As for myself, I dodged the worst of it, but saw enough to get the heebie-jeebies. My high school brought in Aish lecturers twice, and both made a hard sell– slick, savvy presentations about how a fundamentalist form of Judaism is both incontrovertibly true, and the only thing standing between us and a savage nihilistic abyss. Highlights included: 1)Jews saved the whole world from being gay baby-killers, and 2) One must believe in the Torah, because the Torah reports a revelation witnessed by multitudes.
    I’m grateful that my exposure was limited, that I had a sense of *wrongness* I couldn’t articulate yet, and that my Talmud teacher quietly encouraged myself and others to be skeptical (since the rest of the administration and staff seemed on board). Also grateful that I encountered profound Jewish experiences elsewhere, so I realized no one group had a patent.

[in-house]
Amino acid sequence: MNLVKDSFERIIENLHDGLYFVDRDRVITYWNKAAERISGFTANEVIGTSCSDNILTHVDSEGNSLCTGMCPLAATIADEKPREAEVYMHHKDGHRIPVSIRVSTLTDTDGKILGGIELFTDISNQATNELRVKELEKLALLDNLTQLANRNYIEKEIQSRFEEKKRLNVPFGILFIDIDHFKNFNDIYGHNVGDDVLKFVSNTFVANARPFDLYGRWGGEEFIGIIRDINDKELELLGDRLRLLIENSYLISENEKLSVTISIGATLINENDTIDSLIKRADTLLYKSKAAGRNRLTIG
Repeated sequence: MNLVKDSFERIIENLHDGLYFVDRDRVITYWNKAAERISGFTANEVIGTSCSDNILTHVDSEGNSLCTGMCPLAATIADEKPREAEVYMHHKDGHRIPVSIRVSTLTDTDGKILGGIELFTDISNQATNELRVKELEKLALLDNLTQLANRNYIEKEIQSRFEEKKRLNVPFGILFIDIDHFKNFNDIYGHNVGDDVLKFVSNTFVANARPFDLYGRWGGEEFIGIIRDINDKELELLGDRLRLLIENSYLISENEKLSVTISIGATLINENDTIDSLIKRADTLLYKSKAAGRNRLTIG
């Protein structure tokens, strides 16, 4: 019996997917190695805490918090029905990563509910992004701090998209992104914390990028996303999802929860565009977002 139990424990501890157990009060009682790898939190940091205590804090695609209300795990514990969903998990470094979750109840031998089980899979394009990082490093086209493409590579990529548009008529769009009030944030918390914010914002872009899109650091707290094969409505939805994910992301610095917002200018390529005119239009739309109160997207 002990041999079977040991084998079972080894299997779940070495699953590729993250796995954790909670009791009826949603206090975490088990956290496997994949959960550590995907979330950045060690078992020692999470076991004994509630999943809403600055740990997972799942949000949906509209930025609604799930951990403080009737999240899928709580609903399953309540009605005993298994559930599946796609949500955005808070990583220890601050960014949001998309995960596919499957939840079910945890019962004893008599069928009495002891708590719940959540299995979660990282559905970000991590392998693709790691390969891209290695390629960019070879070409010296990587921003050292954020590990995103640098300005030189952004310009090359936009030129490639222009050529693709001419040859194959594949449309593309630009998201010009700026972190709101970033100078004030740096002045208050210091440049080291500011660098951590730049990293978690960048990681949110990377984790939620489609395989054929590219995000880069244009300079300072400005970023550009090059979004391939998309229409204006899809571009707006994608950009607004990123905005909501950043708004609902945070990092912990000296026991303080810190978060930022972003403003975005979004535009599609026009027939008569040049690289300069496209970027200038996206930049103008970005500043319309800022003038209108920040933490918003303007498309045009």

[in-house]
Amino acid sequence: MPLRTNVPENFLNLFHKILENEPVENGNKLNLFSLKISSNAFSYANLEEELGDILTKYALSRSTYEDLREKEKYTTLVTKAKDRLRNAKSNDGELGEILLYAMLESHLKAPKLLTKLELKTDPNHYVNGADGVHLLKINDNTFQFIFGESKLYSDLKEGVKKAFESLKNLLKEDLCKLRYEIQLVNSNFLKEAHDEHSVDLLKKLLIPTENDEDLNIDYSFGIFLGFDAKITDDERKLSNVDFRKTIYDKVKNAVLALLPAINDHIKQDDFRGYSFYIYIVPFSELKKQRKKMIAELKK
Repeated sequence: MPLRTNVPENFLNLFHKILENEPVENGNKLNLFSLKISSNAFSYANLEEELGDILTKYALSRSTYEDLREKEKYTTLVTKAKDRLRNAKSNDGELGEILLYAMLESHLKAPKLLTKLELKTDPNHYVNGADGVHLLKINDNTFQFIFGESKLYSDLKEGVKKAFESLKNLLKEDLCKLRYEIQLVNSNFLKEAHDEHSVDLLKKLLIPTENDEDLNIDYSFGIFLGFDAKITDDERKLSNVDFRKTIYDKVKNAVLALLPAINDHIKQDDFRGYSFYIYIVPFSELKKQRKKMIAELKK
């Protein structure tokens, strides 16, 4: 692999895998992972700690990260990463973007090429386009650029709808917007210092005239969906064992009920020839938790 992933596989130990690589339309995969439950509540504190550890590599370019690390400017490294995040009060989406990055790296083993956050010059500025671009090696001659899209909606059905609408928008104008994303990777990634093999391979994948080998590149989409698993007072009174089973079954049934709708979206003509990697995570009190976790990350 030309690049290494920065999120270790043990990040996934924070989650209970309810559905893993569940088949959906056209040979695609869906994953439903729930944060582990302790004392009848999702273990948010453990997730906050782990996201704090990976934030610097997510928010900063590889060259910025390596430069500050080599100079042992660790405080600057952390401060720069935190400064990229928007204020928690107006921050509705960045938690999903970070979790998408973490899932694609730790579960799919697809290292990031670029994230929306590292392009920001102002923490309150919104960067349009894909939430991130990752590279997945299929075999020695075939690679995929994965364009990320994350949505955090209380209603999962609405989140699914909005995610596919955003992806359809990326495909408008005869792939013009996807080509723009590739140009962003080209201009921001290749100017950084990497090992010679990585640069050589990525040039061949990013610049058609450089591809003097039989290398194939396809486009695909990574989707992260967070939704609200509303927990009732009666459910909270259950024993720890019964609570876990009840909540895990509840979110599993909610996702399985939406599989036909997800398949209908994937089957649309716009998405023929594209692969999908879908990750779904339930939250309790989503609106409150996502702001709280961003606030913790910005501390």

Yes, I’ve heard of Aish hosting warm joyful shabbat dinners like no one’s business. But they use these experiences as bait and aren’t necessarily upfront about what they want to get you hooked on.
    (I’m not addressing Chabad here, since my experiences have so far all been: sweet people who see the world so differently than me that it’s hard to find a common language. But I’ve never yet been afraid they were out for my soul.)

  6. So far I’m aware of a few people with roots in the DC Jewish community (myself included) who wrote in to the Washington Post about this piece. I’m hoping for a response, but would settle for increased consciousness on the part of the editors. Also increased copy-editing.

  7. Here’s a fresh new post explaining to Liberal Jews that who are kohens that they are forbidden to marry a woman who had sex with a gentile, she has the Jewish law status of “whore,” and that this is a life and death issue.